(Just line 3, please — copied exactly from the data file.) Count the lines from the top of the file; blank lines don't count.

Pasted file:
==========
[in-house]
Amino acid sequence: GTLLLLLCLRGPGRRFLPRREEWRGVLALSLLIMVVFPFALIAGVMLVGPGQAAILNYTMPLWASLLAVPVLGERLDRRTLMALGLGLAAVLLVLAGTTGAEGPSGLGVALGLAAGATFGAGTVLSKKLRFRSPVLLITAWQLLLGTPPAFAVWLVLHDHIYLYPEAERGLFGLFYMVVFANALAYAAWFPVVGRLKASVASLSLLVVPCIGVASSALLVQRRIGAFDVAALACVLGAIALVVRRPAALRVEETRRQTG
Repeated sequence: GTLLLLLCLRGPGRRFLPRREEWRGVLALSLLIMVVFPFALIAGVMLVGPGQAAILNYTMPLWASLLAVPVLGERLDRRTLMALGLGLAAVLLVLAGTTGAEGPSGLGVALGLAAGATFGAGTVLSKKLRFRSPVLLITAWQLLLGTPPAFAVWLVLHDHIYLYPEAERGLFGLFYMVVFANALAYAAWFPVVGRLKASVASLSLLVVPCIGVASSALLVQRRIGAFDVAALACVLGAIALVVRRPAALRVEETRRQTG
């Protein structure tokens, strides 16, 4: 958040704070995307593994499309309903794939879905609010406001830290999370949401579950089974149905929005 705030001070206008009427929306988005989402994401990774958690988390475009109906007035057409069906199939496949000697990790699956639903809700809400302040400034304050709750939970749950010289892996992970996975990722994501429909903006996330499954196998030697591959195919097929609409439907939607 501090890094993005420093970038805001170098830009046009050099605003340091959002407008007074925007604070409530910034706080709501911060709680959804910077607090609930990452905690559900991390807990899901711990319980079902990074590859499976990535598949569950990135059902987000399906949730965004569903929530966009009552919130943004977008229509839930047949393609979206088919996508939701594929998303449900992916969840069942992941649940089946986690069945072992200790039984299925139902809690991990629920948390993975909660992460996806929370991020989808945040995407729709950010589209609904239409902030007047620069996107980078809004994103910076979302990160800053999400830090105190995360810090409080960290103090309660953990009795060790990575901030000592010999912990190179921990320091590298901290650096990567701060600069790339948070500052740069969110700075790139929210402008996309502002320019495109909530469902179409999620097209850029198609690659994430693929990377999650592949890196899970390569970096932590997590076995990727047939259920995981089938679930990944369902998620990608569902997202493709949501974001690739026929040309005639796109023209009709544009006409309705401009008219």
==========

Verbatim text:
Repeated sequence: GTLLLLLCLRGPGRRFLPRREEWRGVLALSLLIMVVFPFALIAGVMLVGPGQAAILNYTMPLWASLLAVPVLGERLDRRTLMALGLGLAAVLLVLAGTTGAEGPSGLGVALGLAAGATFGAGTVLSKKLRFRSPVLLITAWQLLLGTPPAFAVWLVLHDHIYLYPEAERGLFGLFYMVVFANALAYAAWFPVVGRLKASVASLSLLVVPCIGVASSALLVQRRIGAFDVAALACVLGAIALVVRRPAALRVEETRRQTG